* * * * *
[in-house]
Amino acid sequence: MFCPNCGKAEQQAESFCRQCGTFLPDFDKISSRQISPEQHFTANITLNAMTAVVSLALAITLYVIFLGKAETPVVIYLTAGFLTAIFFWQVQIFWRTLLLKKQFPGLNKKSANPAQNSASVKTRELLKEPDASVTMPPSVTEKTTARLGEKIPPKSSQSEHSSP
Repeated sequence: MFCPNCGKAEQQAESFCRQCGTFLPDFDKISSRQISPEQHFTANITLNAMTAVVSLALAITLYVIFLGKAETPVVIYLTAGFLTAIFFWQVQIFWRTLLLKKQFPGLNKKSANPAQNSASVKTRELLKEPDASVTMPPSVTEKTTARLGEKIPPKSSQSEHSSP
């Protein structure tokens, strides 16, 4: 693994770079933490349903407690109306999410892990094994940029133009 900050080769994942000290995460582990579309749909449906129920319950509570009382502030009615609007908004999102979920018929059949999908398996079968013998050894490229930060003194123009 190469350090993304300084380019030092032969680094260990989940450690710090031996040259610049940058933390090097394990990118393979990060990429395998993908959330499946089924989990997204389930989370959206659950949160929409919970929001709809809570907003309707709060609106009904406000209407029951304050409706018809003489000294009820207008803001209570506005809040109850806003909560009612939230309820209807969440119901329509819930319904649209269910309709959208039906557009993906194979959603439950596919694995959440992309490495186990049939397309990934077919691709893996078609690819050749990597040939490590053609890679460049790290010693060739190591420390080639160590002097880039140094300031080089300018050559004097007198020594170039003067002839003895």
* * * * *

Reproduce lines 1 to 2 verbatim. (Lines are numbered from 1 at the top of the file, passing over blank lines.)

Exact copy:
[in-house]
Amino acid sequence: MFCPNCGKAEQQAESFCRQCGTFLPDFDKISSRQISPEQHFTANITLNAMTAVVSLALAITLYVIFLGKAETPVVIYLTAGFLTAIFFWQVQIFWRTLLLKKQFPGLNKKSANPAQNSASVKTRELLKEPDASVTMPPSVTEKTTARLGEKIPPKSSQSEHSSP